In redesigning the VA/DoD disability process and specifying the benefits available for these service members, it may be appropriate to focus specifically on the severely disabled. However, we should also recognize that the overwhelming proportion of service members medically discharged as unfit do not meet the several definitions of severely disabled. During the seven-year period 2000 through 2006, there were 83,008 service members medically discharged as unfit. DoD rated 81 percent of these as 0 through 20 percent disabled and provided separation pay. Only 5,060 (6.1 percent) were rated by DoD as 50 percent through 100 percent and, of these, only 1,478 (1.8 percent) were rated 100 percent. The process and the benefits should be appropriate for all service members found unfit, not just the severely disabled.
Our Commission did not specify which department should conduct the single examination; in fact we believe that this should be determined more by the capabilities of the two departments at the local level. Our Commission extensively reviewed the examination process used by VA with the advice of the Institute of Medicine and made recommendations relating to the use of templates, training and certification of examiners, and quality assurance. Completion of a thorough and comprehensive examination is essential for accurate ratings and these recommendations should be addressed no matter which department conducts the examinations.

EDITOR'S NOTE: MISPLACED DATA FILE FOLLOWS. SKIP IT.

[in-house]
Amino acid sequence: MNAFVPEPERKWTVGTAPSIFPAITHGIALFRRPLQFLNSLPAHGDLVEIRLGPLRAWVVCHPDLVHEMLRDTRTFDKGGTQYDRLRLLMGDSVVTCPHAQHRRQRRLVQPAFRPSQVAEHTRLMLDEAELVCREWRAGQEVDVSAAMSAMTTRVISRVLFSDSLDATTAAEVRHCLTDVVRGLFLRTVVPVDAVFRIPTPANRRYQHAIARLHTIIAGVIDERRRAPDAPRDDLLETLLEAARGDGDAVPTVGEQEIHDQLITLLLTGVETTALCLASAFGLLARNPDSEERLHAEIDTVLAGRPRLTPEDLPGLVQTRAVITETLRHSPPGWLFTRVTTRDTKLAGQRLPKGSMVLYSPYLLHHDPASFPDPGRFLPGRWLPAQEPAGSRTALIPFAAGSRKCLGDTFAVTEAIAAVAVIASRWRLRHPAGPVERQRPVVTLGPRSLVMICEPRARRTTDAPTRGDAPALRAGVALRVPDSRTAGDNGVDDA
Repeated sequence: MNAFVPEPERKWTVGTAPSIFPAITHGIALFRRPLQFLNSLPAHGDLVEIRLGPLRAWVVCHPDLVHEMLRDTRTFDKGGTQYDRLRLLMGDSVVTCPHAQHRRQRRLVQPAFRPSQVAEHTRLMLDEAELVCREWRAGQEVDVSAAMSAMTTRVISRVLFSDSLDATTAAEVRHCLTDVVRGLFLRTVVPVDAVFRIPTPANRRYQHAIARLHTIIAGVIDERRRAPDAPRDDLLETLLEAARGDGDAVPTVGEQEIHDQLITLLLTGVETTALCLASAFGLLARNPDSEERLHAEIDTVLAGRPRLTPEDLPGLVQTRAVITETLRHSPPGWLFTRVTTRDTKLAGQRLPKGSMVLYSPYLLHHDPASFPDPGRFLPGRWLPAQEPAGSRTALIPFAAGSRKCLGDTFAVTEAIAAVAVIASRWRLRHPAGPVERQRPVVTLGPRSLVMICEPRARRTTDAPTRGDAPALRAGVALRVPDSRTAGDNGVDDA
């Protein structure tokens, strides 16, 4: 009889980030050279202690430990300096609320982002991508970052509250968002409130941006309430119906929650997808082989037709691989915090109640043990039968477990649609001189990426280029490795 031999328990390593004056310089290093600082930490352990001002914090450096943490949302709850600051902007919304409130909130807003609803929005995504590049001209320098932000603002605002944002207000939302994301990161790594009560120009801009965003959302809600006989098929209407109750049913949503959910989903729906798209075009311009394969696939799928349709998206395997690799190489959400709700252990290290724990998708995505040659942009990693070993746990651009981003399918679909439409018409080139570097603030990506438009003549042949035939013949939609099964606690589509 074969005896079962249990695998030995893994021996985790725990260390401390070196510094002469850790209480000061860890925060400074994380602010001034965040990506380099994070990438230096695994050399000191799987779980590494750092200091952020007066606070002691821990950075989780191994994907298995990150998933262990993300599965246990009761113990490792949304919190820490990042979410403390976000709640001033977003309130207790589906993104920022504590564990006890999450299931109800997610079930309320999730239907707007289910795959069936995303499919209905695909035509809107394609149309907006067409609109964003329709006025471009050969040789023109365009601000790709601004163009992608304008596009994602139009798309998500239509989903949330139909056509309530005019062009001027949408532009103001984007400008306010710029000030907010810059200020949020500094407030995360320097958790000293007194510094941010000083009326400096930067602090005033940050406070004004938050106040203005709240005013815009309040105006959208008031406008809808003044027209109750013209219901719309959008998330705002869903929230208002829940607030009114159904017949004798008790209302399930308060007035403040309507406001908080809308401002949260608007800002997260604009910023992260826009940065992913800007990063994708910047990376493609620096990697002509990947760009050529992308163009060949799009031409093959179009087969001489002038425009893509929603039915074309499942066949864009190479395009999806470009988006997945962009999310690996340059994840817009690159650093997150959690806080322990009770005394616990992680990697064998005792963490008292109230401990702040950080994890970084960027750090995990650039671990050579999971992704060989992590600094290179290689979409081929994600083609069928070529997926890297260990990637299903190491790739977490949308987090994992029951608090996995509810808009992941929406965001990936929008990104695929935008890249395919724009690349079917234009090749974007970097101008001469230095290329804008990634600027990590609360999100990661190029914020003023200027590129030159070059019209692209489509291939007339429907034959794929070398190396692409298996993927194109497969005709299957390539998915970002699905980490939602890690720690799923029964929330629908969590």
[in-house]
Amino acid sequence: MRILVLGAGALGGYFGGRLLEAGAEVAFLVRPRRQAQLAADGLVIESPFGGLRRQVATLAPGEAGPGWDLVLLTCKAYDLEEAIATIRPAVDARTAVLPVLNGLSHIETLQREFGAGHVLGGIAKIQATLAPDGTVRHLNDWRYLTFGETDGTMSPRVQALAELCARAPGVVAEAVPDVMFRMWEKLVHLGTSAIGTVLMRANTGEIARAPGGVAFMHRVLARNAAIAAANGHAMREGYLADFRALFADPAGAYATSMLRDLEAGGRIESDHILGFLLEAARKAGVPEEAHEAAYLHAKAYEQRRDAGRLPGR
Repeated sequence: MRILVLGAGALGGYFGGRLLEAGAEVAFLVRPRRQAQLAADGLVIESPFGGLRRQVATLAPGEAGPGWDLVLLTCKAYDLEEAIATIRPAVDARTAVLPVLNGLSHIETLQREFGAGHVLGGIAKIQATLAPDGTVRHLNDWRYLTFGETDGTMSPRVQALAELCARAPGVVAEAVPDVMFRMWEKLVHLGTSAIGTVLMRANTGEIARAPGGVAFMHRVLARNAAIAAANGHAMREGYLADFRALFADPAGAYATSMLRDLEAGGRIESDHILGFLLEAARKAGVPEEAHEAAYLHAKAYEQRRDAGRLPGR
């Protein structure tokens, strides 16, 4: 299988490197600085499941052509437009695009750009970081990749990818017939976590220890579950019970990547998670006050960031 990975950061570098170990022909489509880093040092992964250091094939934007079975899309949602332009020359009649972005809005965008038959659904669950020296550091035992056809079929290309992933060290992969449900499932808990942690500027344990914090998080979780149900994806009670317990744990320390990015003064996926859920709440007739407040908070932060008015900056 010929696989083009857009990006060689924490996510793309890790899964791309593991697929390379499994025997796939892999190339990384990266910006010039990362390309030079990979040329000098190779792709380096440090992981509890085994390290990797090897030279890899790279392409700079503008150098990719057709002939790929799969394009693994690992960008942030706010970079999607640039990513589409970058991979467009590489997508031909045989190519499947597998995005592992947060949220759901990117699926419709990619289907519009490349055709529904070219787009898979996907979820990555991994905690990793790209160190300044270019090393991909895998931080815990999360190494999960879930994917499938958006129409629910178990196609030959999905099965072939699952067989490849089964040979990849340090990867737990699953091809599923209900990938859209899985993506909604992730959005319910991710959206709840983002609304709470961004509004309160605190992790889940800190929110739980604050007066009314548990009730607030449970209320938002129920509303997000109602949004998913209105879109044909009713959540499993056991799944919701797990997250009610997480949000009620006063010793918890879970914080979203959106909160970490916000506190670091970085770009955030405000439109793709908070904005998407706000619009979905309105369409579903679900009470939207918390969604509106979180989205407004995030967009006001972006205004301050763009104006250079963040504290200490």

All four study groups recommended developing a case management system for severely injured service members and their families to ensure the right care and support at the right time and in the right place. A single case manager should have overall responsibility. The Dole/Shalala Commission also recommended comprehensive recovery plans. Improving case management is a key topic upon which there is strong agreement.